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Article |

The Relation of Parenthood to Suicide

David C. Clark, PhD; Jan Fawcett, MD
Arch Gen Psychiatry. 1994;51(2):160. doi:10.1001/archpsyc.1994.03950020084009.
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Høyer and Lund1 reported finding only one study "focusing on the importance of parenthood related to suicide," proposing theirs as the "first prospective one [of a large size] focusing on the association between family size and suicide among women." In our review of risk factors for death by suicide,2 we noted several investigators since Veevers3 have reported evidence suggesting that parental status is a better demographic marker for decreased suicide risk than marital status (ie, those with responsibility for young children are at lower risk)4,5 or have offered the same hypothesis as an explanation for their findings.6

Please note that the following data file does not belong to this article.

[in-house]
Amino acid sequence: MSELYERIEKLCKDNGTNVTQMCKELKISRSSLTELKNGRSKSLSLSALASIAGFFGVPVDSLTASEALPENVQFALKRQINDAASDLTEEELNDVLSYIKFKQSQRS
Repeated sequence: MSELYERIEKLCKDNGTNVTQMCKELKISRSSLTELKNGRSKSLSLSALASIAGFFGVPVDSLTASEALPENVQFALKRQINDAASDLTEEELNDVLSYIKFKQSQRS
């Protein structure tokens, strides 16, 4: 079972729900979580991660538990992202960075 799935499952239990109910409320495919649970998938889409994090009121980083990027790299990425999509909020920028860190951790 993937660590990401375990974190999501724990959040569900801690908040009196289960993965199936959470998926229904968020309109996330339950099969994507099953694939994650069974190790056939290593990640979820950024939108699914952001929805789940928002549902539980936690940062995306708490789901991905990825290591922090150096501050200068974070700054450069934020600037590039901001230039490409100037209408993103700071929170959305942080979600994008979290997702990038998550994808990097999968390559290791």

Nonetheless, the Høyer and Lund study constitutes a remarkable contribution to the epidemiology of suicide. By tracking an entire population of women (almost 1 million) of known marital, childbearing, and parental status for 15 years, they show that married women without children were more likely to die by


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